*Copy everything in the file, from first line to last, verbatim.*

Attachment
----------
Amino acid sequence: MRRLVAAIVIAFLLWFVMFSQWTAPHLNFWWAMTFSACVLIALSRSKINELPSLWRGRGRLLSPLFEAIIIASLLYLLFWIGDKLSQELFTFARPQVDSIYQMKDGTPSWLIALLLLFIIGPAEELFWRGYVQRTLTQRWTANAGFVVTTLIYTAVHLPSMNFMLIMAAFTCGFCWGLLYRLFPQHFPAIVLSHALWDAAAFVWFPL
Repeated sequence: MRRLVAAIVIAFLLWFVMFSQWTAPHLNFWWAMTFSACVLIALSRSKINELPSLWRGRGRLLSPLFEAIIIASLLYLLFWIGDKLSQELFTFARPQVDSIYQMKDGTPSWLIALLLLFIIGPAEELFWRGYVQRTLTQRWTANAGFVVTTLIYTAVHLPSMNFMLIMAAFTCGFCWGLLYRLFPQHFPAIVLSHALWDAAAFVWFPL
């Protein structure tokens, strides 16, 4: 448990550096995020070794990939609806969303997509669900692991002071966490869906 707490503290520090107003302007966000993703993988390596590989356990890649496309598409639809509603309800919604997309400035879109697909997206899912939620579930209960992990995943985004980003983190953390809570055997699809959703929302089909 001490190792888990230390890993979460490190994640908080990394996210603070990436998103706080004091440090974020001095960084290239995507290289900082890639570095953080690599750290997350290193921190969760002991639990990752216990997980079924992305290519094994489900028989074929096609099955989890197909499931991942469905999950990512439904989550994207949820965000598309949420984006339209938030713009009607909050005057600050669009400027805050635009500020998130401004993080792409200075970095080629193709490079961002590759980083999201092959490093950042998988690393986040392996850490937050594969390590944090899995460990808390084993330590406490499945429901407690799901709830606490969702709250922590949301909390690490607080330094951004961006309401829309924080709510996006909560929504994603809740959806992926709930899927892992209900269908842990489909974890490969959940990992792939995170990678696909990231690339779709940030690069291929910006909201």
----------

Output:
Amino acid sequence: MRRLVAAIVIAFLLWFVMFSQWTAPHLNFWWAMTFSACVLIALSRSKINELPSLWRGRGRLLSPLFEAIIIASLLYLLFWIGDKLSQELFTFARPQVDSIYQMKDGTPSWLIALLLLFIIGPAEELFWRGYVQRTLTQRWTANAGFVVTTLIYTAVHLPSMNFMLIMAAFTCGFCWGLLYRLFPQHFPAIVLSHALWDAAAFVWFPL
Repeated sequence: MRRLVAAIVIAFLLWFVMFSQWTAPHLNFWWAMTFSACVLIALSRSKINELPSLWRGRGRLLSPLFEAIIIASLLYLLFWIGDKLSQELFTFARPQVDSIYQMKDGTPSWLIALLLLFIIGPAEELFWRGYVQRTLTQRWTANAGFVVTTLIYTAVHLPSMNFMLIMAAFTCGFCWGLLYRLFPQHFPAIVLSHALWDAAAFVWFPL
């Protein structure tokens, strides 16, 4: 448990550096995020070794990939609806969303997509669900692991002071966490869906 707490503290520090107003302007966000993703993988390596590989356990890649496309598409639809509603309800919604997309400035879109697909997206899912939620579930209960992990995943985004980003983190953390809570055997699809959703929302089909 001490190792888990230390890993979460490190994640908080990394996210603070990436998103706080004091440090974020001095960084290239995507290289900082890639570095953080690599750290997350290193921190969760002991639990990752216990997980079924992305290519094994489900028989074929096609099955989890197909499931991942469905999950990512439904989550994207949820965000598309949420984006339209938030713009009607909050005057600050669009400027805050635009500020998130401004993080792409200075970095080629193709490079961002590759980083999201092959490093950042998988690393986040392996850490937050594969390590944090899995460990808390084993330590406490499945429901407690799901709830606490969702709250922590949301909390690490607080330094951004961006309401829309924080709510996006909560929504994603809740959806992926709930899927892992209900269908842990489909974890490969959940990992792939995170990678696909990231690339779709940030690069291929910006909201």